September Wellbeing — On The Limassol Hiking Trail!

The redefining of holiday luxury as boutique lifestyle experience and personal wellbeing. For some Londa guests it could mean choosing the vegetarian options on the Caprice menu or a visit to Londa Spa for a relaxing therapy session.

The curious adventurer abroad in Limassol might be keen to gain knowledge and insight from some of the many nearby historical and cultural sites.

One popular example is The Curium Ancient Theatre (built in the 2nd century AD), which stands alongside the House of Achilles, the Nymphaeum and the Forum Baths dating from the Greco-Roman period (332 BC — 395 AD).

Another well-known landmark is Limassol Castle, near the Old Port, where Richard the Lionheart married his Spanish bride, Berengaria of Navarre and crowned her Queen of England in 1191.

While others simply want to go for a walk!

52 official walking trails

A type of walk that truly embraces the great outdoors — known as hiking. Visitors are drawn to Cyprus in September to explore several of the 52 official walking trails specifically created to highlight the island’s unique Mediterranean landscapes formed over 10,000 years. The blistering sun of July and August will have eased back to a less intense heat for taking hiking walks in September with average temperatures of between 24°C (75°F) — 28°C (82°F).

Several of the walking trails begin in Limassol including, Limassol to Finikária | Kyprassia peak (a moderate distance of 4.23 miles), to Germasogeia Dam front sidewalk (2.06 miles) and to Germasogeia Dam | Korifi Peak — Moutagiaka side (2.02 miles).

The walk to Finikaria offers particularly stunning views of the eastern hills of Limassol. The trail follows the natural lie of the land, with several gentle uphill and downhill paths for smooth hiking, climbing and mountain biking. The forests which cover more than 70 per cent of the island are mostly natural woodlands, many of which are classified as National Forest Parks and a protected area for flora and fauna (natural wildlife).

Incredibly, just 10-20 minutes from the city, along the 1.5 kms circular Germasogeia Dam route, the area’s unique flora and natural wildlife can be spotted.

Island’s own microclimate of natural wildlife

To date, 1908 different plant species, subspecies, and other hybrid varieties have been recorded in Cyprus (native and alien plants) plus 142 widely spread plants exclusive to the island, including the Cyprus Cedar, Golden Oak, Crocus Cyprius, Delphinium Caseyi, Cyprus Tulip, Yellow Cyprus Sun Rose, Troodos Rockcress, Cyclamen Cyprium, Golden Drops and Cyprus Bee Orchid.

Part of the Finikaria area is occupied by the Germasogeia Dam, which was built on the Germasogeia river towards the end of the 1970s to service the entire area. Here can be found olive trees and indigenous wild bushes, mushrooms and wild flowers, as well as pine trees and forest plantation.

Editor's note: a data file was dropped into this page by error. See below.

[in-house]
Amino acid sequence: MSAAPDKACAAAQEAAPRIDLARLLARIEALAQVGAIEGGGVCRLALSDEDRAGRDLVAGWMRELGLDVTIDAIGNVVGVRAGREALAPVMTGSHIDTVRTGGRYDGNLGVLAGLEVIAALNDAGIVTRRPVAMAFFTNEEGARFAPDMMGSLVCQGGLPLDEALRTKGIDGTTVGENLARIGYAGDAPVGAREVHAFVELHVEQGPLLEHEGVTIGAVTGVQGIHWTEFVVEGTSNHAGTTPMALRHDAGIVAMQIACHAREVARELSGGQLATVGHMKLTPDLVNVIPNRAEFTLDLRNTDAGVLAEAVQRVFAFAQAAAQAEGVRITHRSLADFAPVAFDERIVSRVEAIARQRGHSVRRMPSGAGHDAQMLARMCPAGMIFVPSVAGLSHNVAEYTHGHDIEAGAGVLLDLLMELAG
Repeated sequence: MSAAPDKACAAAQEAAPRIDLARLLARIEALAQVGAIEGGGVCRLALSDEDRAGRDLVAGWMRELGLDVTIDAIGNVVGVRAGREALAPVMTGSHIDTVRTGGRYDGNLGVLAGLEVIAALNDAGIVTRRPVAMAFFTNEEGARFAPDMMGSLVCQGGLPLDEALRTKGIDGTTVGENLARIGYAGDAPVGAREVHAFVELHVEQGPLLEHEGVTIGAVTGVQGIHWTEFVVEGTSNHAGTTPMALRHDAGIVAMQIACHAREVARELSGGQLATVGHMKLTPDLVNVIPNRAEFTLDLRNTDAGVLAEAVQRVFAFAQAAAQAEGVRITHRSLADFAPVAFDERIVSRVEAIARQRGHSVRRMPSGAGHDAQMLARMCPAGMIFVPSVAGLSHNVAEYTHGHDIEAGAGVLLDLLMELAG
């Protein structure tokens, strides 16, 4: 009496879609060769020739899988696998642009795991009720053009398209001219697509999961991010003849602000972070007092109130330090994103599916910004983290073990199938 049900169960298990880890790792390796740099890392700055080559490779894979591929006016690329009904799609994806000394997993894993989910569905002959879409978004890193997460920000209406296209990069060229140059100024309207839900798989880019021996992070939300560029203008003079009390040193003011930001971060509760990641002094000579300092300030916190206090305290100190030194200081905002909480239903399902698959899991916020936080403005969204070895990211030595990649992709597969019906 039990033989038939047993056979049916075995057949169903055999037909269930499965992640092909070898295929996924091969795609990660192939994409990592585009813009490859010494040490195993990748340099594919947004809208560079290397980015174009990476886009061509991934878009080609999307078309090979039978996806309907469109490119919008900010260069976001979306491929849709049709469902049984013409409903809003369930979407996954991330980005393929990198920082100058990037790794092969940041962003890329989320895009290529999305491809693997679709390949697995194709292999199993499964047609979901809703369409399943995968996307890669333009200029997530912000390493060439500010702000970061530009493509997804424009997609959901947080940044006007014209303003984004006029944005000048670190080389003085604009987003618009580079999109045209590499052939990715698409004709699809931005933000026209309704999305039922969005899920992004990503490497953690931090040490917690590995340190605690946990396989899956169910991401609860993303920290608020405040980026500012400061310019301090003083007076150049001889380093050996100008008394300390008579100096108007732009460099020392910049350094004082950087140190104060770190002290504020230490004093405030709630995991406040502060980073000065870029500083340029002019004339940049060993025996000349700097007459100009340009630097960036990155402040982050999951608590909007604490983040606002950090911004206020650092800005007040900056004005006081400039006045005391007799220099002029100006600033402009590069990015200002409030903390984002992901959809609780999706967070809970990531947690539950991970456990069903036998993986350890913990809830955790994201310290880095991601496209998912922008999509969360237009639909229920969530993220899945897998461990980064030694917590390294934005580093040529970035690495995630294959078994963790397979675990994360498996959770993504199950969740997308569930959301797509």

It can be particularly rewarding to know one is walking in the natural habitat of the island’s own micro-climate of indigenous wildlife. How many walking the trail know that the mouflon is the national animal of Cyprus, a species of wild sheep, and also the largest wild mammal, only found in Cyprus. Other mammals unique to the island include, the Cyprus Spiny Mouse and the Cypriot Mouse. The only carnivore mammal on Cyprus is the fox! Exclusive Cyprus reptiles are the Cyprus Whip Snake and the Troodos Lizard. The Cyprus Water Frog is widely found, as well as the hedgehog and 19 different varieties of bat!

One of the most important natural habitats for migrating birds

The island’s location in the Mediterranean also makes Cyprus an important natural habitat for migrating birds. Many official bodies consider the island as being one of the most important areas in Europe and the world for its biodiversity of birdlife. Among the birds that breed exclusively on the island include the Cyprus Warbler, Cyprus Wheatear, and the Cyprus Scops Owl.

Dedicated butterfly collectors also have ample opportunity to spot unique examples of their favourite elusive creature. There are 52 species of lepidopetera (Ancient Greek for butterflies and moths) on the island ­ nine of which are widespread across Cyprus — the Cyprus Grayling, Cyprus Meadow Brown, the Paphos Blue and three additional subspecies.

Only a few kilometres along the trail, the intrepid and knowledgeable hiker may soon be lucky enough to catch sight of a few of the unique varieties of flora and fauna species which have made Cyprus their only home. It can be both endlessly rewarding and a little exhausting at the same time.

So it’s also good to know that at a small distance from the trail can be found the Finikaria picnic area, fully equipped with water and areas suitable for safely lighting a fire for cooking purposes. Time for a well-deserved break before heading out once more into the Cyprus woodlands and continuing the immersive journey of discovery and wonder.

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